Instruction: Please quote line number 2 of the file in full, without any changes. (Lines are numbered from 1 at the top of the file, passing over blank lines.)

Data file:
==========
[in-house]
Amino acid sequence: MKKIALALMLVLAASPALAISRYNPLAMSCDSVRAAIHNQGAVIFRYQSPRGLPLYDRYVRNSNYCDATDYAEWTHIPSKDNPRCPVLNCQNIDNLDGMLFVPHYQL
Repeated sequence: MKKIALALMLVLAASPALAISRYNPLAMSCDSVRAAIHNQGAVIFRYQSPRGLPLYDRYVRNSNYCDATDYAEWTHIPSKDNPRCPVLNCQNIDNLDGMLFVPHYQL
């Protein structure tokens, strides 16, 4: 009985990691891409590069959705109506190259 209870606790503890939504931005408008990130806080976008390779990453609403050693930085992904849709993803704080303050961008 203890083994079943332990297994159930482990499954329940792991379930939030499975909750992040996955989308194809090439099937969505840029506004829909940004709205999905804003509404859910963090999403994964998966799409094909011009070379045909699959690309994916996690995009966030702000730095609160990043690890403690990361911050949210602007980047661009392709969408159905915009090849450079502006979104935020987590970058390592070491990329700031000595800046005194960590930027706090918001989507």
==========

Amino acid sequence: MKKIALALMLVLAASPALAISRYNPLAMSCDSVRAAIHNQGAVIFRYQSPRGLPLYDRYVRNSNYCDATDYAEWTHIPSKDNPRCPVLNCQNIDNLDGMLFVPHYQL